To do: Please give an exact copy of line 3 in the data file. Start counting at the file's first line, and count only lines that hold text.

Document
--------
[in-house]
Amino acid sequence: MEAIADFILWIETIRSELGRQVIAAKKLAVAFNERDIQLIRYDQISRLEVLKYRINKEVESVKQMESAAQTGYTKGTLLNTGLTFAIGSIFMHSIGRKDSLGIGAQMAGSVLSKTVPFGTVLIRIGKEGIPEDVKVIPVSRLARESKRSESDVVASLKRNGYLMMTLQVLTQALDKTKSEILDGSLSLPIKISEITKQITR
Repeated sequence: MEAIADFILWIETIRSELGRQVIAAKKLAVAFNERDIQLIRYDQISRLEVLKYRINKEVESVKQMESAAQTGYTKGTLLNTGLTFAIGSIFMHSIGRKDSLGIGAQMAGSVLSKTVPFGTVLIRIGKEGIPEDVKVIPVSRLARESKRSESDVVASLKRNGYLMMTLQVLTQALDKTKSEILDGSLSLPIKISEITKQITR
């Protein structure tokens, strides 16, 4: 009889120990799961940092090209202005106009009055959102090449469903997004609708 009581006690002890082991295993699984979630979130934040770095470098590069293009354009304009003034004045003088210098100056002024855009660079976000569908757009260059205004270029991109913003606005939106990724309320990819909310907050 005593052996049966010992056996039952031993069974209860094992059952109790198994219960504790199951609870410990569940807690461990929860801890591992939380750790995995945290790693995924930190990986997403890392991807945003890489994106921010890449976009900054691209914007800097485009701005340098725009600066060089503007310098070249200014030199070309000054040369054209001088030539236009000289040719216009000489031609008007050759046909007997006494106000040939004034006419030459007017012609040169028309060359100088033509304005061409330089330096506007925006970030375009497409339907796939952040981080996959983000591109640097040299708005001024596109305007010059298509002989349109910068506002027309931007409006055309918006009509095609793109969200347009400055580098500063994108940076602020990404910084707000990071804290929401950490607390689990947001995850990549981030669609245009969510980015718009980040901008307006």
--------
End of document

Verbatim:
Repeated sequence: MEAIADFILWIETIRSELGRQVIAAKKLAVAFNERDIQLIRYDQISRLEVLKYRINKEVESVKQMESAAQTGYTKGTLLNTGLTFAIGSIFMHSIGRKDSLGIGAQMAGSVLSKTVPFGTVLIRIGKEGIPEDVKVIPVSRLARESKRSESDVVASLKRNGYLMMTLQVLTQALDKTKSEILDGSLSLPIKISEITKQITR